One of the organisers of a recent London protest against the UK visit of the Crown Prince of Saudi Arabia, Mohammad bin Salman, has been pictured with Jeremy Corbyn, despite spreading antisemitic conspiracy theories online and hailing a former security chief of Hizballah, the genocidal antisemitic terrorist organisation, as a “hero”.

Ahmed Almoaiad, has said that the doctrine behind ISIS was created by Jews, shared a cartoon depicting Jews controlling the United States and posted an image with the slogan “Death to America, Death to Israel, Damned be the Jews”.

Mr Almoaiad also praised Hassan Nasrallah, the leader of Hizbollah, as “the master of the resistance”.

Associations such as these continue to raise grave concerns about Mr Corbyn’s judgment.

Update: An artist has now stepped forward and admitted that the sign was an ill-conceived piece of ‘street art’.

A ‘beware of the Jews’ sign has been found by Stamford Hill Shomrim. Attached to a lamppost, the sign mimics an official road sign indicating a hazard, but instead of warning of schoolchildren or a skid hazard, the sign warns of charedi Jews.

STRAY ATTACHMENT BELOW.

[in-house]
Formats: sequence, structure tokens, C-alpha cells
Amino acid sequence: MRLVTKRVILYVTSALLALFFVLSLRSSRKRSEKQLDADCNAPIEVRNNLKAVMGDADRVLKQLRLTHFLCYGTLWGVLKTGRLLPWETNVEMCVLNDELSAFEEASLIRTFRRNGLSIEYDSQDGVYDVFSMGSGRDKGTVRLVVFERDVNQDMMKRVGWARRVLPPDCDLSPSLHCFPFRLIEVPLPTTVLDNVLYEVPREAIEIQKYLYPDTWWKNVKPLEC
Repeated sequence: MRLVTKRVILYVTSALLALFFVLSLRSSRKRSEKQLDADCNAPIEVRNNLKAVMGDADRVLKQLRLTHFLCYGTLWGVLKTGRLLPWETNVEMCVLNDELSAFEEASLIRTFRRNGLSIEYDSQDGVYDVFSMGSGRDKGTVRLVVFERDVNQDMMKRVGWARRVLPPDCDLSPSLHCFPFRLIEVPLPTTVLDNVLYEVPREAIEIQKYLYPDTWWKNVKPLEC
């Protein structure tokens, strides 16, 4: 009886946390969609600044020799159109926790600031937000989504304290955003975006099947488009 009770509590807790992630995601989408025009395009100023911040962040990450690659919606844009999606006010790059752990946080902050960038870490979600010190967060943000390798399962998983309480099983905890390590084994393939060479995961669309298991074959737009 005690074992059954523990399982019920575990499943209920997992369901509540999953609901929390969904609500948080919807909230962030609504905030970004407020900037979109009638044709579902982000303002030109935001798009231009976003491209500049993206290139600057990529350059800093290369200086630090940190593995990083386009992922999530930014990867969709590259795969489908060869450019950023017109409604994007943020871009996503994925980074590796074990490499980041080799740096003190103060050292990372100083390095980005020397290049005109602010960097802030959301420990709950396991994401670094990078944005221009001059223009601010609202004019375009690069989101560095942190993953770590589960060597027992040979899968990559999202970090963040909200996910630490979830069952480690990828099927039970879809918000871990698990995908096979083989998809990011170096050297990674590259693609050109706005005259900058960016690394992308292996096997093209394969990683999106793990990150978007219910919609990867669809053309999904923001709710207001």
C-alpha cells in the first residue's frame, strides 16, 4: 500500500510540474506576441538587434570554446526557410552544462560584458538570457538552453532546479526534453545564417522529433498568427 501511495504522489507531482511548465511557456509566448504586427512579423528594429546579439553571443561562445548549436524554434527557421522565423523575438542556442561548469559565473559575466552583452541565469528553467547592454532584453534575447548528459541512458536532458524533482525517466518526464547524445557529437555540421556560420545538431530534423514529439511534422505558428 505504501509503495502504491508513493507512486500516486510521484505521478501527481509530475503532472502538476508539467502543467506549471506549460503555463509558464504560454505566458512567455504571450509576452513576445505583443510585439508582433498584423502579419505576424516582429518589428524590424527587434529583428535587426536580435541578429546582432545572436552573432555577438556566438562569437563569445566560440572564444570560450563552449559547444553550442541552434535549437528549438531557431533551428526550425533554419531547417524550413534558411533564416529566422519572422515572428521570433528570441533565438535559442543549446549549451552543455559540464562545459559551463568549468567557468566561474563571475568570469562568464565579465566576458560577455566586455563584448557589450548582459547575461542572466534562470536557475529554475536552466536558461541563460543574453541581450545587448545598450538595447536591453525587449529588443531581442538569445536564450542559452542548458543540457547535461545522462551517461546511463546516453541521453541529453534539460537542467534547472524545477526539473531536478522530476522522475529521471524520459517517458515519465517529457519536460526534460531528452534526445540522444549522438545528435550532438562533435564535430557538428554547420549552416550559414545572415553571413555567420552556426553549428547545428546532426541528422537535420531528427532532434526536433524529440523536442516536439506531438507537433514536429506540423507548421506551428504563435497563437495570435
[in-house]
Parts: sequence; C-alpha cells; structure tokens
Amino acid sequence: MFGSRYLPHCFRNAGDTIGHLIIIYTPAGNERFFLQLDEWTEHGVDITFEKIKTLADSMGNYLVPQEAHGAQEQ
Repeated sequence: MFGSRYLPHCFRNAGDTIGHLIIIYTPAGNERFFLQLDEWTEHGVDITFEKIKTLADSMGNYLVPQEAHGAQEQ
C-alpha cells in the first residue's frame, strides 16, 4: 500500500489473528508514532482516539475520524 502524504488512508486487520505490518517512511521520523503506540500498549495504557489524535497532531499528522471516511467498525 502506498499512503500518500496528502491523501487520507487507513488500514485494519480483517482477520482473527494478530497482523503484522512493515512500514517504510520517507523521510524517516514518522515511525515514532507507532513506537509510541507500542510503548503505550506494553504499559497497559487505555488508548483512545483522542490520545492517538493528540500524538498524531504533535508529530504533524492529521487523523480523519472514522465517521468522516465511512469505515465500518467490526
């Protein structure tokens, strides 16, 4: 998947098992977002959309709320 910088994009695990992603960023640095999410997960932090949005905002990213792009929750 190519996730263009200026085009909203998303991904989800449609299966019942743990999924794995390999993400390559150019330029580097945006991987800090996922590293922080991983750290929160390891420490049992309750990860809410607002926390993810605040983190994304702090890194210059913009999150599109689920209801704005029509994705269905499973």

Shomrim has reported the sign to the Metropolitan Police Service and the local council.

Barry Bard, Supervisor at Stamford Hill Shomrim, said: “The sign has caused a lot of concern amongst local Jewish residents, especially as it is in such close proximity to a synagogue.”

The Crown Prosecution Service has now concluded a consultation on the prosecution of crime on social media, paving the way for its new guidance on the issue to be adopted. Antisemitism on social media is a growing problem, made all the worse by the culture of impunity which allows UK-based antisemites to incite hatred against Jews without fear of the law, but Campaign Against Antisemitism does not expect the Crown Prosecution Service’s new guidance to make much difference.

The problem is not that the old guidance was inadequate, or that the new guidance fails to make improvements: we were happy with the old guidance, we participated in the consultation, and we are happy with the new guidance.

The problem is that out of 15,442 cases of hate crime prosecuted last year, we only know of the Crown Prosecution Service prosecuting twelve cases of antisemitic hate crime. The same year that the Crown Prosecution Service managed to so resoundingly ignore cases of hatred against Jews, crimes against Jews reached the highest level on record. This failure by the Crown Prosecution Service to prosecute antisemites sends three messages: it tells the police that effort investigating antisemitism is probably going to be wasted, it tells Jews that they are not going to be protected, and it tells antisemites that they can continue to stoke the flames of antisemitism.

The Crown Prosecution Service is badly broken, and no amount of guidance will fix that unless the Director of Public Prosecutions, Alison Saunders, starts to authorise prosecutions against antisemites. At present, she shows no signs of doing that.